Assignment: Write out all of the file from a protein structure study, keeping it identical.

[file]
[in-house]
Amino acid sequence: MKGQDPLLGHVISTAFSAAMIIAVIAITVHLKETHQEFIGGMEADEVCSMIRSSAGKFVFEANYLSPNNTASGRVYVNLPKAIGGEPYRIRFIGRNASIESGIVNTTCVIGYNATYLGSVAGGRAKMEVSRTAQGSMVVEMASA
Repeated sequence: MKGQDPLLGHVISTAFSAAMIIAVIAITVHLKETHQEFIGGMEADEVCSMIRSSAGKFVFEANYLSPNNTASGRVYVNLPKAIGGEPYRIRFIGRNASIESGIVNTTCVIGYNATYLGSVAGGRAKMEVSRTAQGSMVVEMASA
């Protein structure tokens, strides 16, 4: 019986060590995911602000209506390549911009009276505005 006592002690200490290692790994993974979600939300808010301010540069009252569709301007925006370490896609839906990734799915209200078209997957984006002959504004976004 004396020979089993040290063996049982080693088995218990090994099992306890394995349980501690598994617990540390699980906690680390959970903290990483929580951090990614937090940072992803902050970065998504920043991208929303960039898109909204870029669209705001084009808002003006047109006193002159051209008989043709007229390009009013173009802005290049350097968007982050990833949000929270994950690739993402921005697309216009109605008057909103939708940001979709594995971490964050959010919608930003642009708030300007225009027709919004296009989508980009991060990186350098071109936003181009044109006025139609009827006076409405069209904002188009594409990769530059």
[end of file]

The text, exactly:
[in-house]
Amino acid sequence: MKGQDPLLGHVISTAFSAAMIIAVIAITVHLKETHQEFIGGMEADEVCSMIRSSAGKFVFEANYLSPNNTASGRVYVNLPKAIGGEPYRIRFIGRNASIESGIVNTTCVIGYNATYLGSVAGGRAKMEVSRTAQGSMVVEMASA
Repeated sequence: MKGQDPLLGHVISTAFSAAMIIAVIAITVHLKETHQEFIGGMEADEVCSMIRSSAGKFVFEANYLSPNNTASGRVYVNLPKAIGGEPYRIRFIGRNASIESGIVNTTCVIGYNATYLGSVAGGRAKMEVSRTAQGSMVVEMASA
């Protein structure tokens, strides 16, 4: 019986060590995911602000209506390549911009009276505005 006592002690200490290692790994993974979600939300808010301010540069009252569709301007925006370490896609839906990734799915209200078209997957984006002959504004976004 004396020979089993040290063996049982080693088995218990090994099992306890394995349980501690598994617990540390699980906690680390959970903290990483929580951090990614937090940072992803902050970065998504920043991208929303960039898109909204870029669209705001084009808002003006047109006193002159051209008989043709007229390009009013173009802005290049350097968007982050990833949000929270994950690739993402921005697309216009109605008057909103939708940001979709594995971490964050959010919608930003642009708030300007225009027709919004296009989508980009991060990186350098071109936003181009044109006025139609009827006076409405069209904002188009594409990769530059």